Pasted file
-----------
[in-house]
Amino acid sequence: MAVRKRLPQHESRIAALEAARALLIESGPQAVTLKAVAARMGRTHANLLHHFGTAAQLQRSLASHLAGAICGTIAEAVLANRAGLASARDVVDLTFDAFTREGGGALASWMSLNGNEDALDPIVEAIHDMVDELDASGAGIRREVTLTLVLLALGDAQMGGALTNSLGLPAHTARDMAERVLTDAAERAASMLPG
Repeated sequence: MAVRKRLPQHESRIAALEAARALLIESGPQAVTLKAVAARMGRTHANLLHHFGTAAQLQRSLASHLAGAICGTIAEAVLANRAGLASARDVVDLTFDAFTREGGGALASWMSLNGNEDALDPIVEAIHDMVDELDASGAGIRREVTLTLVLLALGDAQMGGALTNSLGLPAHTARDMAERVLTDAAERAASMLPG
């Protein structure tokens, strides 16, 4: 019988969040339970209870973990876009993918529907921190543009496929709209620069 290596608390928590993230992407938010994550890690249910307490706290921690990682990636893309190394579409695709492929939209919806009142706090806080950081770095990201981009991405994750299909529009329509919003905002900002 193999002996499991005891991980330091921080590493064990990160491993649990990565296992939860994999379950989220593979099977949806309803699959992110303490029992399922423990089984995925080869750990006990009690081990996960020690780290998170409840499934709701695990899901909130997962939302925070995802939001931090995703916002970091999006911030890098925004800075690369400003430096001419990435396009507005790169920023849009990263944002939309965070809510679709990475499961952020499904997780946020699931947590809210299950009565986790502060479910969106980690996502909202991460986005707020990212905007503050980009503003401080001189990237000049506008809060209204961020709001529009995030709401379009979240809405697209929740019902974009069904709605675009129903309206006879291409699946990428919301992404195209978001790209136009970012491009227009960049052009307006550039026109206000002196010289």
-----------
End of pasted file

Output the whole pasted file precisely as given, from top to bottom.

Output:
[in-house]
Amino acid sequence: MAVRKRLPQHESRIAALEAARALLIESGPQAVTLKAVAARMGRTHANLLHHFGTAAQLQRSLASHLAGAICGTIAEAVLANRAGLASARDVVDLTFDAFTREGGGALASWMSLNGNEDALDPIVEAIHDMVDELDASGAGIRREVTLTLVLLALGDAQMGGALTNSLGLPAHTARDMAERVLTDAAERAASMLPG
Repeated sequence: MAVRKRLPQHESRIAALEAARALLIESGPQAVTLKAVAARMGRTHANLLHHFGTAAQLQRSLASHLAGAICGTIAEAVLANRAGLASARDVVDLTFDAFTREGGGALASWMSLNGNEDALDPIVEAIHDMVDELDASGAGIRREVTLTLVLLALGDAQMGGALTNSLGLPAHTARDMAERVLTDAAERAASMLPG
């Protein structure tokens, strides 16, 4: 019988969040339970209870973990876009993918529907921190543009496929709209620069 290596608390928590993230992407938010994550890690249910307490706290921690990682990636893309190394579409695709492929939209919806009142706090806080950081770095990201981009991405994750299909529009329509919003905002900002 193999002996499991005891991980330091921080590493064990990160491993649990990565296992939860994999379950989220593979099977949806309803699959992110303490029992399922423990089984995925080869750990006990009690081990996960020690780290998170409840499934709701695990899901909130997962939302925070995802939001931090995703916002970091999006911030890098925004800075690369400003430096001419990435396009507005790169920023849009990263944002939309965070809510679709990475499961952020499904997780946020699931947590809210299950009565986790502060479910969106980690996502909202991460986005707020990212905007503050980009503003401080001189990237000049506008809060209204961020709001529009995030709401379009979240809405697209929740019902974009069904709605675009129903309206006879291409699946990428919301992404195209978001790209136009970012491009227009960049052009307006550039026109206000002196010289």